Minimalism is … addictive (part I)

This is going to be a new series. I realized that even though I have three core aspects to this blog (plant based eating, less waste and minimalism) I had yet to post anything about minimalism. So here is the first blog post, with many more coming.

I know it may seem strange saying that minimalism is addictive, but once you start decluttering your life, it’s really hard to stop. It is a very freeing feeling letting go of the things you don’t really need. At first I thought that this may only apply to myself but as I got into minimalism more I realized that a lot of people experience the same addiction to less stuff. And actually, if you think about it, that makes a lot of sense. Because, freeing up space shifts your focus back on the things you truly enjoy. It soothes the eye. It calms your brain. You are more focused and not that easily distracted. Cleaning takes less time. Your wallet will thank you.

These are just some advantages I have discovered being on this journey. Admittedly, I never hung on to material stuff. I always loved decluttering. But that doesn’t mean that I have never owned a lot of stuff. Because I have. Especially after I moved out of my parents home and started to live alone. I started to accumulate more and more stuff. I still decluttered regularly (it has always helped me to calm down) but I brought even more stuff into my appartment than what I was throwing out. That was neither good for my wallet, nor the environment, nor my mental peace. But that behaviour stayed the first 3,5 years that I lived alone. After a lot of personal turmoil and moving in yet another appartment I slowly started to realize what I was doing. I had so much stuff! And whenever I saw something I HAD TO have it. Immediately. Especially when it was cheap. That was why I had started to build a lot of – let’s say – “collections”. Be it DVDs, CDs, Books or even clothes. Finally, with my interest in living with less stuff growing I slowly started to get rid of those collections. Some were easier to part with than others. Starting with the easier stuff, prepared me for the harder stuff. It showed me what I wanted from my appartment: less clutter, more space. It’s when I am at my maximum focus. And I made myself promise to not impulsively fill the cleaned out space. After a while I enjoyed it so much, that I may or may not have started to annoy the people around me. Okay, I may have especially annoyed my parents. They don’t part with a lot of stuff. But here I was cleaning out my childhood bedroom. I had a lot of boxes going to charity (I tried to give as much as possible to charity, most things were in perfect condition so why not have somebody else enjoy them?). Sadly, I couldn’t bring them to charity myself and when I got back home several weeks later, my father had gone through all boxes and had kept half of the stuff I had decided to give away! I was so mad! But after a while it made me realize something. Just because I do not hang on to materialistic things, doesn’t automatically mean the people that surround me don’t hang on to them either. They didn’t have the same journey, so why should they? After that, I stopped being that drastic. However, that doesn’t mean I do not declutter anymore. I just do it more sensible. In our appartment I have to respect my boyfriends feelings and when I am at home I have to respect my families feelings. So I go through my stuff and take several pieces to charity. Not boxes full of things. And now my mom does ask me whether I could help her clean out her closet, the kitchen or the cloak room. And by strictly sticking to my things in our appartment I have inspired my boyfriend to start decluttering himself. Admittedly, I have a very progressive boyfriend, who had already started to let go of some stuff before he and I started dating but he himself has confessed that for example cleaning out his closet was because of me. Hearing these things makes me so grateful that I did notice in time to not simply steamroller the people I care about! That way you achieve so much more than to just keep your focus on yourself.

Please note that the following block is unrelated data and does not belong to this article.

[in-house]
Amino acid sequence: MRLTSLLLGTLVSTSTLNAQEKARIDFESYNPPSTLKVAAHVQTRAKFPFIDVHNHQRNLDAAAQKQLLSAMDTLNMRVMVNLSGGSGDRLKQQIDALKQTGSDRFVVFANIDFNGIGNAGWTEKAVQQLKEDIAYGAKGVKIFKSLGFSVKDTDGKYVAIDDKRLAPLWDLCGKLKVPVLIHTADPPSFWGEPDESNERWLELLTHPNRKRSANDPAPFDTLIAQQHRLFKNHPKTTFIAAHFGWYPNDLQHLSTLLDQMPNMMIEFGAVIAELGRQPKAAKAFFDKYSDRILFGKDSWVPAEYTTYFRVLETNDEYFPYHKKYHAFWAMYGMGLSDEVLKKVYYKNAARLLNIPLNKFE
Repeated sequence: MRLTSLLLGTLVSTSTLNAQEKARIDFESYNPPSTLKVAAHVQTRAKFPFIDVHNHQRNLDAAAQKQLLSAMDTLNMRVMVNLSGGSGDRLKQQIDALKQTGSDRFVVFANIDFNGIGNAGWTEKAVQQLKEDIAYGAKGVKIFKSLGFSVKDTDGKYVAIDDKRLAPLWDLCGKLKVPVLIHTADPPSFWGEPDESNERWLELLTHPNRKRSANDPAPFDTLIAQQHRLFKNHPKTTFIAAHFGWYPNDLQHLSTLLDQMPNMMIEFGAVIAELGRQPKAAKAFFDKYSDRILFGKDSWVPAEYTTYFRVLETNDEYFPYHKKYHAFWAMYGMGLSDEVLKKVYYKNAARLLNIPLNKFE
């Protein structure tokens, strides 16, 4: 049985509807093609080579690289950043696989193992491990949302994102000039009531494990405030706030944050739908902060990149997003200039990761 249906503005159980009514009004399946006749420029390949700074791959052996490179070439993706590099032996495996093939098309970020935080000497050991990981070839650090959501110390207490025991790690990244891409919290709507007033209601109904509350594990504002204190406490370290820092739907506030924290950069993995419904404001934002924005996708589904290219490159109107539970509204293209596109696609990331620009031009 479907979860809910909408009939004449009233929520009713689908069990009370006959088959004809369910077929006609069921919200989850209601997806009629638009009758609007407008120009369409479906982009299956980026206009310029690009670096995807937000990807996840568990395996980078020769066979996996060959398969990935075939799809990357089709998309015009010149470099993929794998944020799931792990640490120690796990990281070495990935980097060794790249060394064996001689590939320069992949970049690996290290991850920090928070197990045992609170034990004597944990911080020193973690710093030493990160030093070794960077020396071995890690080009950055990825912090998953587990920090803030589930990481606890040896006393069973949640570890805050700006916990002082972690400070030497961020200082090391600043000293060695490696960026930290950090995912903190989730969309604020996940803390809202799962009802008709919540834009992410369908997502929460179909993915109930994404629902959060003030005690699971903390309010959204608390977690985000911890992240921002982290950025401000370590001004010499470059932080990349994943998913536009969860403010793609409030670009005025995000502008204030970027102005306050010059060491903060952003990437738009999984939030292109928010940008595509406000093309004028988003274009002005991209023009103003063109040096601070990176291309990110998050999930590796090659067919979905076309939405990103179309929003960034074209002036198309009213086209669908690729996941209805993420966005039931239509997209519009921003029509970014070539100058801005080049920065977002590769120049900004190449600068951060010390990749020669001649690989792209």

Stay tuned for part II next week!


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